Hospital welcomes new chaplain
By Phyllis Moore
Published in News on October 18, 2005 1:46 PM
Suzanne Franklin didn't know what aspect of the ministry she would like to go into when she finished seminary. But after spending two years in pastoral care at Wake Medical Center in Raleigh, she found it to be a perfect fit.
"I enjoy people," she said. "I like to hear their stories."
What especially appeals to Ms. Franklin, the new chaplain at Wayne Memorial Hospital, is that people are more real in a hospital setting. The "mask" comes off, she said, making a person more vulnerable than he or she might ordinarily be.
"A lot of times they're strong people," she said. "Sometimes, to give permission to cry or to talk about what is going on is hard, especially because they don't want to scare the family members. But because you're not a family member, they have a place, permission to let down their guard. Maybe get some type of support that they don't normally reach out for ... a safe place and knowing that it's going to be held in confidence."
It is an honor she takes seriously, Ms. Franklin said.
"It's connecting with people, and it's allowing that person to touch you as much as you touch them," she said. "To me, you're handling something very precious, and it's very important how you handle that."
She said she will usually ask if a patient wants prayer or how she might specifically pray for his or her needs.
"You have to respect where people are," she said. "We're here to facilitate healing."
In the big picture, the spiritual needs of a person can be tantamount to one's progress as much as any medicine. Studies have shown that attitude and prayer often play a part in one's healing process.
"It's part of healing, and it's important for us not only to meet the patients' physical and medical needs but their emotional needs," said Amy Cain, public relations director for the hospital. "For pastoral care, No. 1, emotional is tied into how they feel spiritually."
"Not that prayer is a magic wand," Ms. Franklin added. "But there's something about naming what's going on in your life, that helps in prayer as well."
Once trust is established and a person becomes more comfortable, she said, her presence takes on a whole different resonance.
"I think the most powerful thing about praying is the fact that if you go in and talk to the patient, you hear their stories, you hear their concerns," she said. "They have had a chance to voice that to someone who represents God."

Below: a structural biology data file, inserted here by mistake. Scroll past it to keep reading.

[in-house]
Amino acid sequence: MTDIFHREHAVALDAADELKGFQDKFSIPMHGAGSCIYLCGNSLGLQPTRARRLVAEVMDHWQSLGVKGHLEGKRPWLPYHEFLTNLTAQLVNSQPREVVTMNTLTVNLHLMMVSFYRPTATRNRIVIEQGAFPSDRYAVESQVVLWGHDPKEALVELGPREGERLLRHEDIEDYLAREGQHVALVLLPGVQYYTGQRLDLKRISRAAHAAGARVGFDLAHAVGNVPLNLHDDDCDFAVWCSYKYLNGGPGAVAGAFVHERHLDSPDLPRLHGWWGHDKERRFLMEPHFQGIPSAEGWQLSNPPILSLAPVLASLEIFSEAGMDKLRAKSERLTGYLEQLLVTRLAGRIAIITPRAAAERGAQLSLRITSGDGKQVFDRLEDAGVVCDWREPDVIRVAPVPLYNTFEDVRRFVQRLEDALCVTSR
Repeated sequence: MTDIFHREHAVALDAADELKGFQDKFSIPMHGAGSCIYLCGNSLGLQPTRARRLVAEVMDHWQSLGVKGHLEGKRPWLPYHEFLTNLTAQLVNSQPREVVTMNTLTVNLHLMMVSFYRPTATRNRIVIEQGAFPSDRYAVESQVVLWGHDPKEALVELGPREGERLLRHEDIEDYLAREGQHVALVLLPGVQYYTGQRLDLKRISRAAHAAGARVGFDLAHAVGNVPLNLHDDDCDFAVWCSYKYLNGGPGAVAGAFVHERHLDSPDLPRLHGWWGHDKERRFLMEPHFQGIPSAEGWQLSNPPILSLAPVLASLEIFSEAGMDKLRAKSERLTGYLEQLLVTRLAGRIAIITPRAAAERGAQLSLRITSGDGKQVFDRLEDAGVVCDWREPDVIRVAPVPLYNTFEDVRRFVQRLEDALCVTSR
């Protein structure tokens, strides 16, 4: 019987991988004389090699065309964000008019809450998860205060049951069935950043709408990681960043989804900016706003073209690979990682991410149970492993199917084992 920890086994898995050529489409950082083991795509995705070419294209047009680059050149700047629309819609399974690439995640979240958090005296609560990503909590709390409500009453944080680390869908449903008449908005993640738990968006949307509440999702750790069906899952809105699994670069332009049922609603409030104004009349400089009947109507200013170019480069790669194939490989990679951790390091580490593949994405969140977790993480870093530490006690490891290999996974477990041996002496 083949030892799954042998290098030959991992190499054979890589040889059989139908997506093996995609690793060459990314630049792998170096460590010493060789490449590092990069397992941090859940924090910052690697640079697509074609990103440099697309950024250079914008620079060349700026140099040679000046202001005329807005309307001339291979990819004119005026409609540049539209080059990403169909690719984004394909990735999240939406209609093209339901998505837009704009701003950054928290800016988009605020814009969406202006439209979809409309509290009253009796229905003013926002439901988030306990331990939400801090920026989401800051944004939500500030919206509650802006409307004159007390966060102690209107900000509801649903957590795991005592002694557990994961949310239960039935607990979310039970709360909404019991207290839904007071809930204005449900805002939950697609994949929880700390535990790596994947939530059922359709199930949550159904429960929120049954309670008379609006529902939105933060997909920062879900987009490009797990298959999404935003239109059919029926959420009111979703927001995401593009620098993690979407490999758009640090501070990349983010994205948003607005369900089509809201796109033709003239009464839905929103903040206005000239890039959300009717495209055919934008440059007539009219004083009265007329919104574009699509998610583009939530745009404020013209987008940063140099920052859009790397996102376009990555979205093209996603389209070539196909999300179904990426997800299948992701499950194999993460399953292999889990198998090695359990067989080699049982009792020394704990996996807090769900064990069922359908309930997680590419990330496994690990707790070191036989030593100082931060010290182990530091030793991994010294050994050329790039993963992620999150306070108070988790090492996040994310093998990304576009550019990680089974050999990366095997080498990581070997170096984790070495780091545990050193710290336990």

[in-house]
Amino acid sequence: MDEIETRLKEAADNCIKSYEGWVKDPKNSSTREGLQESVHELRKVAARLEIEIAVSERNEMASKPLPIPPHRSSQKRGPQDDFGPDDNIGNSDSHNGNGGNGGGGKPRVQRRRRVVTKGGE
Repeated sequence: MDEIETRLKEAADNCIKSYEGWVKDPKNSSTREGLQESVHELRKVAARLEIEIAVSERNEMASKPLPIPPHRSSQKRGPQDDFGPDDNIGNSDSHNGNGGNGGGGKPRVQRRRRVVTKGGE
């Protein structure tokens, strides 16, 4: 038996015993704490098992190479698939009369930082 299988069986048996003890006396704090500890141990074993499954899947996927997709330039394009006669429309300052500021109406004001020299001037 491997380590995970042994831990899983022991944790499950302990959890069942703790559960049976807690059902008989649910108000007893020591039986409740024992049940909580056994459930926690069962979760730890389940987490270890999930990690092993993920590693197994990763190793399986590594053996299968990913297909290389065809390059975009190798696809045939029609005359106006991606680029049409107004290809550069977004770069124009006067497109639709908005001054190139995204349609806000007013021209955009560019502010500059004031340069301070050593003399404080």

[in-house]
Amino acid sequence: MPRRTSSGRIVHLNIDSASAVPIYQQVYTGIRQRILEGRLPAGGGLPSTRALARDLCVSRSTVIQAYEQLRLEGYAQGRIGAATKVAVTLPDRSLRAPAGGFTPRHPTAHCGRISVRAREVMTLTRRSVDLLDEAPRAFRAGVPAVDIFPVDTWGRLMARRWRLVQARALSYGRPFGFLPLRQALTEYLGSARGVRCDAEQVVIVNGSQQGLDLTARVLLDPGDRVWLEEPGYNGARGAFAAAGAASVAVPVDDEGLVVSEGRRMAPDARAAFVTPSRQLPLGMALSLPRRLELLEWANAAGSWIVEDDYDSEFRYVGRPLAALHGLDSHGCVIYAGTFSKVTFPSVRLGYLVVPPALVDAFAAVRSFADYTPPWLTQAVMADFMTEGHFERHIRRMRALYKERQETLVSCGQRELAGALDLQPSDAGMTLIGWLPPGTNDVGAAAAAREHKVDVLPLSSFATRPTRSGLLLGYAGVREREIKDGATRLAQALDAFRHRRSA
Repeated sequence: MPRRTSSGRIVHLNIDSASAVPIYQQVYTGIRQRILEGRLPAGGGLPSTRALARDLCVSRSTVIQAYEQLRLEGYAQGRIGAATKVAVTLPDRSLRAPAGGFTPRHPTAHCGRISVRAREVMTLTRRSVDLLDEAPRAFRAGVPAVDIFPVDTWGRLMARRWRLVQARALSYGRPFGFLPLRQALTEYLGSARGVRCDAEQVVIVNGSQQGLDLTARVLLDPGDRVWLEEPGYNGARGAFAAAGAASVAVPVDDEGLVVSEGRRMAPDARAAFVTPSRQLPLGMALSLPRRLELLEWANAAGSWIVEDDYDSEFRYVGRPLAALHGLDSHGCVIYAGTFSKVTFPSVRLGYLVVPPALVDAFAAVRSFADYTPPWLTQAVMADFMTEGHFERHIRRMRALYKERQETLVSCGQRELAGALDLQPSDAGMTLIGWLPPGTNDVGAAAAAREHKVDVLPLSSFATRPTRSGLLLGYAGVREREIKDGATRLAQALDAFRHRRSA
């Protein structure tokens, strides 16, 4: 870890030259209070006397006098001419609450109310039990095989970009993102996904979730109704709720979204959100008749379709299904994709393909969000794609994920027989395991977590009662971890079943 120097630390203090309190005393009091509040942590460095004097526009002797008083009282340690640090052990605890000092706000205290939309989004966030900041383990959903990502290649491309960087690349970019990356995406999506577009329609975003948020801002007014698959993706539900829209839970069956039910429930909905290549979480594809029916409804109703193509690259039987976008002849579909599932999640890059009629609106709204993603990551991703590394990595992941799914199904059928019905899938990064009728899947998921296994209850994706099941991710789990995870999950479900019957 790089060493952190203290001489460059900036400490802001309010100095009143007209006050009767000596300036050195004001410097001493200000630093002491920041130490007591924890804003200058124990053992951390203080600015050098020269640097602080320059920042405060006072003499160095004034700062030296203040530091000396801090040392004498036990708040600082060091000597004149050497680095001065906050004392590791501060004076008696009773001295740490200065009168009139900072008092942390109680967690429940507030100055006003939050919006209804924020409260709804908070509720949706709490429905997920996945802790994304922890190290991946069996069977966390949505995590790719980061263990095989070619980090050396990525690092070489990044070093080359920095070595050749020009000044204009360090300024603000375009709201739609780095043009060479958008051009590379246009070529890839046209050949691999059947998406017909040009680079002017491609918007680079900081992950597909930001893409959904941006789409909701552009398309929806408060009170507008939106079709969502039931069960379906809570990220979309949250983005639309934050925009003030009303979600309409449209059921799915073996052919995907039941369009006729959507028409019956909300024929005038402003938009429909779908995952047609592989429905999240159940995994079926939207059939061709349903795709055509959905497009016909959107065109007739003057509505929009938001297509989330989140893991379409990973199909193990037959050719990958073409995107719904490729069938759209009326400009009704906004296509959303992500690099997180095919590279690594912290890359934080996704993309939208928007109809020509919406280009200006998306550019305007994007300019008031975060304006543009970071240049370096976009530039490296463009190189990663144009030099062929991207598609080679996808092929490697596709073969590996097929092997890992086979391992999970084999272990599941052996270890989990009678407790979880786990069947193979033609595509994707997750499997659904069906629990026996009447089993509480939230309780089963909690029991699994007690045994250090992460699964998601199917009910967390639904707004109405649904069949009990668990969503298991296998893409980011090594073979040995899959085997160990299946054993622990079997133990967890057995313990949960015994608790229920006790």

She said she is especially amazed by the capacity of the human spirit.
"If you connect, something powerful happens," she said. "Not only to them but to you; it energizes me. It makes me feel good to be a part of the human race to see the humanity and compassion."
Not that her day is solely spent visiting with patients. While Ms. Franklin said she enjoys that aspect and finds most people are receptive, her job is also to develop the hospital's pastoral care program.
About 15 area pastors currently volunteer in the program. She said she hopes more will consider the role as a way of expanding their church ministries.
"Ministers are already in place, and we try to build in flexibility based on what they want to do," she said. "Some may take a pager and be available in case of a crisis. It's going to develop over time, but we want to kind of tailor it to their particular ministry and what they have a passion for."
Ms. Franklin said she looks forward to learning from others who have been in the field longer than she. Originally from the Gastonia area, she earned a degree in English from Wingate University and graduated from Southeastern Seminary in Wake Forest in 2003.
"I'm going to try to get a lot of people to come on board to cover the hospital," she said. "There's a lot of different ways we can minister."
Ms. Franklin said she sees herself as a servant, not only to patients but to hospital staff and the community. Different from church pastors in that the hospital's "congregation" keeps changing, she said there are still many opportunities to help others.
"You do have a lot more time than the doctors and nurses," who are often pulled in many directions and have greater time restrictions, she said. "That's one way you can support the hospital staff. I think they feel good when they see a chaplain go in and comfort a patient."
While patients have the right to refuse any ministerial presence, Ms. Franklin said it is still important to make the offer.
"The key is always being open to hearing the patients," she said.
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